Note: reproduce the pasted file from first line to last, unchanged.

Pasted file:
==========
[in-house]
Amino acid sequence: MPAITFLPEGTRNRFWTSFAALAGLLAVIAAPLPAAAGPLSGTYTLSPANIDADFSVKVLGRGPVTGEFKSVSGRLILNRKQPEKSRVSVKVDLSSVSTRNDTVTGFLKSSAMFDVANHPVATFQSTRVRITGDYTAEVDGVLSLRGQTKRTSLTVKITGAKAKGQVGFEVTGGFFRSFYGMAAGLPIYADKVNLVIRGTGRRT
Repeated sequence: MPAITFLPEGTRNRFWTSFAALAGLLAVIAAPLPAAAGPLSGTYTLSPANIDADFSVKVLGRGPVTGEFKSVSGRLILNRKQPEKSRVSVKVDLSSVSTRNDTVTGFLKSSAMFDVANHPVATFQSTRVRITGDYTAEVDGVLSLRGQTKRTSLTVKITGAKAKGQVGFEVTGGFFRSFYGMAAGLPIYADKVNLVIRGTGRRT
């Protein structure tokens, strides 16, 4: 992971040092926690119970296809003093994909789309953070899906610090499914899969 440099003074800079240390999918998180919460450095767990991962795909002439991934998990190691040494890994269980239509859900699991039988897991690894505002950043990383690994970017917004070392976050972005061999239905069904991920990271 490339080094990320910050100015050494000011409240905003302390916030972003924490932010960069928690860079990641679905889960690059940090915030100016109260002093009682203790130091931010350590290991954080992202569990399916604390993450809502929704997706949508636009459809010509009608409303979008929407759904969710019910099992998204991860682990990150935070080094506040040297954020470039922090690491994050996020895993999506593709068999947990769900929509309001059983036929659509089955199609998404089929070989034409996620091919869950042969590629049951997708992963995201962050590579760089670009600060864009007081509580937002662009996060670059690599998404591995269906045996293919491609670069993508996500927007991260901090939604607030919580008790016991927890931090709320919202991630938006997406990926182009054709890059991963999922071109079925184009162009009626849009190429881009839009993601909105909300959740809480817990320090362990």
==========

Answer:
[in-house]
Amino acid sequence: MPAITFLPEGTRNRFWTSFAALAGLLAVIAAPLPAAAGPLSGTYTLSPANIDADFSVKVLGRGPVTGEFKSVSGRLILNRKQPEKSRVSVKVDLSSVSTRNDTVTGFLKSSAMFDVANHPVATFQSTRVRITGDYTAEVDGVLSLRGQTKRTSLTVKITGAKAKGQVGFEVTGGFFRSFYGMAAGLPIYADKVNLVIRGTGRRT
Repeated sequence: MPAITFLPEGTRNRFWTSFAALAGLLAVIAAPLPAAAGPLSGTYTLSPANIDADFSVKVLGRGPVTGEFKSVSGRLILNRKQPEKSRVSVKVDLSSVSTRNDTVTGFLKSSAMFDVANHPVATFQSTRVRITGDYTAEVDGVLSLRGQTKRTSLTVKITGAKAKGQVGFEVTGGFFRSFYGMAAGLPIYADKVNLVIRGTGRRT
């Protein structure tokens, strides 16, 4: 992971040092926690119970296809003093994909789309953070899906610090499914899969 440099003074800079240390999918998180919460450095767990991962795909002439991934998990190691040494890994269980239509859900699991039988897991690894505002950043990383690994970017917004070392976050972005061999239905069904991920990271 490339080094990320910050100015050494000011409240905003302390916030972003924490932010960069928690860079990641679905889960690059940090915030100016109260002093009682203790130091931010350590290991954080992202569990399916604390993450809502929704997706949508636009459809010509009608409303979008929407759904969710019910099992998204991860682990990150935070080094506040040297954020470039922090690491994050996020895993999506593709068999947990769900929509309001059983036929659509089955199609998404089929070989034409996620091919869950042969590629049951997708992963995201962050590579760089670009600060864009007081509580937002662009996060670059690599998404591995269906045996293919491609670069993508996500927007991260901090939604607030919580008790016991927890931090709320919202991630938006997406990926182009054709890059991963999922071109079925184009162009009626849009190429881009839009993601909105909300959740809480817990320090362990």